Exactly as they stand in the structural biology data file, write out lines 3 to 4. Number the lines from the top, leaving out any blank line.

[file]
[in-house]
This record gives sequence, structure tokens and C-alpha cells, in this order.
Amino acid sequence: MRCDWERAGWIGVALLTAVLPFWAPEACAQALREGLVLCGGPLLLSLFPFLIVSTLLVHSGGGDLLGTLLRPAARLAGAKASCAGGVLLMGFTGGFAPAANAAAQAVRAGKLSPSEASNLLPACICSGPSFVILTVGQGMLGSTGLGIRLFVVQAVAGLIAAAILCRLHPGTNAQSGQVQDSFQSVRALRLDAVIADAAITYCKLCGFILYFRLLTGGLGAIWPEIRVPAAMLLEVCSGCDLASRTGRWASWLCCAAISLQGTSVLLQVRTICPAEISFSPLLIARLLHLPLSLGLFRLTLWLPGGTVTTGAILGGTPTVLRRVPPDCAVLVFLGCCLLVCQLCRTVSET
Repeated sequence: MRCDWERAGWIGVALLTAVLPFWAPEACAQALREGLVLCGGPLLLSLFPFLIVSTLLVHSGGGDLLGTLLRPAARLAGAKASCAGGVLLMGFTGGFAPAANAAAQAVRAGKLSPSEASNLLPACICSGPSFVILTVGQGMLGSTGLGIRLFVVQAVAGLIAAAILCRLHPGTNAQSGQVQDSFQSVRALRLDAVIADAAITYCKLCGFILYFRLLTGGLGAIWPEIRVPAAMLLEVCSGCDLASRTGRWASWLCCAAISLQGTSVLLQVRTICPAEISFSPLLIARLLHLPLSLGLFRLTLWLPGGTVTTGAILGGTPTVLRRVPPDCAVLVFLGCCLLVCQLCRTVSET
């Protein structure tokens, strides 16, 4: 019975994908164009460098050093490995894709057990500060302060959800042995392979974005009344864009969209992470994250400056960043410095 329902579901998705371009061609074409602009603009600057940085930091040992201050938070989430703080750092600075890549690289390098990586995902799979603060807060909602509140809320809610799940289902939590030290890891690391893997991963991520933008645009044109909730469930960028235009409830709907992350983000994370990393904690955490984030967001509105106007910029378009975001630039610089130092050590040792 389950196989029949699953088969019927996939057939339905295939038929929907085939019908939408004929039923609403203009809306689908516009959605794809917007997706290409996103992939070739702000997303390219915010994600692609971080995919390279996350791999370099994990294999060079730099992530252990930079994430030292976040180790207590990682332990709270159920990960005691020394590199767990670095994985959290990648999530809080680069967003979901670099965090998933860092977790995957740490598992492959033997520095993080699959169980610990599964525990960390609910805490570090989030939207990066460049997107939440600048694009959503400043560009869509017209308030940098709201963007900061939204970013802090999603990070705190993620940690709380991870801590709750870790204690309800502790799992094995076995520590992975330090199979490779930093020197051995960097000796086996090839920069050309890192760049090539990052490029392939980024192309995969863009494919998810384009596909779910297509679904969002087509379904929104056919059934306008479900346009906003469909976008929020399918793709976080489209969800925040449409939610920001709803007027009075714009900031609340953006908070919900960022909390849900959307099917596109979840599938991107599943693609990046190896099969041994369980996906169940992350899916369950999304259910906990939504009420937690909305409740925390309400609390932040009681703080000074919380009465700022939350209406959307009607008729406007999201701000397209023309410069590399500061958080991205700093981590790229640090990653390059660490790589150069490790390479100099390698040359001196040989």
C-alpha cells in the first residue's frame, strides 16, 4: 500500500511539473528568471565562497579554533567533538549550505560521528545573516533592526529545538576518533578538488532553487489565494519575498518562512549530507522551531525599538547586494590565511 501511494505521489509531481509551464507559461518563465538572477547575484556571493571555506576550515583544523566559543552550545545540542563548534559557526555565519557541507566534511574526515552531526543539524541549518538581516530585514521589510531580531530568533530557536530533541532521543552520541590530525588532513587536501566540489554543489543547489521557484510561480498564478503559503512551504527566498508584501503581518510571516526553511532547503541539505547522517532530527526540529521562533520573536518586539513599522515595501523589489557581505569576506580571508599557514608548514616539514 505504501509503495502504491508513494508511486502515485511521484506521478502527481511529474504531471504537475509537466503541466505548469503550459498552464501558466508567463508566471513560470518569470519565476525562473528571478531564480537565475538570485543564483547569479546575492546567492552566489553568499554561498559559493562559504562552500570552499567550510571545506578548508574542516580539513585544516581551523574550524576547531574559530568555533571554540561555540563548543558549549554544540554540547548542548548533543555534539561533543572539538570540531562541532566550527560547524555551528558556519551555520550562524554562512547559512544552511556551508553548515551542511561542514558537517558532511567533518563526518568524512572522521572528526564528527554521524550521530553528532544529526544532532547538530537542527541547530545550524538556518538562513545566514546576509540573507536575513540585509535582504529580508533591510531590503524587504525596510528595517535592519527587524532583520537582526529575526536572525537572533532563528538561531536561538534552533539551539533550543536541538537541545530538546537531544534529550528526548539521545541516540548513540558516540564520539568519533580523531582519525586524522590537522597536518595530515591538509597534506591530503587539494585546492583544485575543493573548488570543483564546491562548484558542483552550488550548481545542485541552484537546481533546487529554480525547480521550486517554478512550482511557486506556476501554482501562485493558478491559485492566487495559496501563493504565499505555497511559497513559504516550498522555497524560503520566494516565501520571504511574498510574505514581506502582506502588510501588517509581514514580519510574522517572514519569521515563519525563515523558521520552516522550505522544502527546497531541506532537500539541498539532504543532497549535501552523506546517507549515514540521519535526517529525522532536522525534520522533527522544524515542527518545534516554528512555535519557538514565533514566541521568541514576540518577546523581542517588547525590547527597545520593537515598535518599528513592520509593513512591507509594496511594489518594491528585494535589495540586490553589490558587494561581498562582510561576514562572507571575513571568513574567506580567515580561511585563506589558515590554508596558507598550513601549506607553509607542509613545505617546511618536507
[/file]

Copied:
Amino acid sequence: MRCDWERAGWIGVALLTAVLPFWAPEACAQALREGLVLCGGPLLLSLFPFLIVSTLLVHSGGGDLLGTLLRPAARLAGAKASCAGGVLLMGFTGGFAPAANAAAQAVRAGKLSPSEASNLLPACICSGPSFVILTVGQGMLGSTGLGIRLFVVQAVAGLIAAAILCRLHPGTNAQSGQVQDSFQSVRALRLDAVIADAAITYCKLCGFILYFRLLTGGLGAIWPEIRVPAAMLLEVCSGCDLASRTGRWASWLCCAAISLQGTSVLLQVRTICPAEISFSPLLIARLLHLPLSLGLFRLTLWLPGGTVTTGAILGGTPTVLRRVPPDCAVLVFLGCCLLVCQLCRTVSET
Repeated sequence: MRCDWERAGWIGVALLTAVLPFWAPEACAQALREGLVLCGGPLLLSLFPFLIVSTLLVHSGGGDLLGTLLRPAARLAGAKASCAGGVLLMGFTGGFAPAANAAAQAVRAGKLSPSEASNLLPACICSGPSFVILTVGQGMLGSTGLGIRLFVVQAVAGLIAAAILCRLHPGTNAQSGQVQDSFQSVRALRLDAVIADAAITYCKLCGFILYFRLLTGGLGAIWPEIRVPAAMLLEVCSGCDLASRTGRWASWLCCAAISLQGTSVLLQVRTICPAEISFSPLLIARLLHLPLSLGLFRLTLWLPGGTVTTGAILGGTPTVLRRVPPDCAVLVFLGCCLLVCQLCRTVSET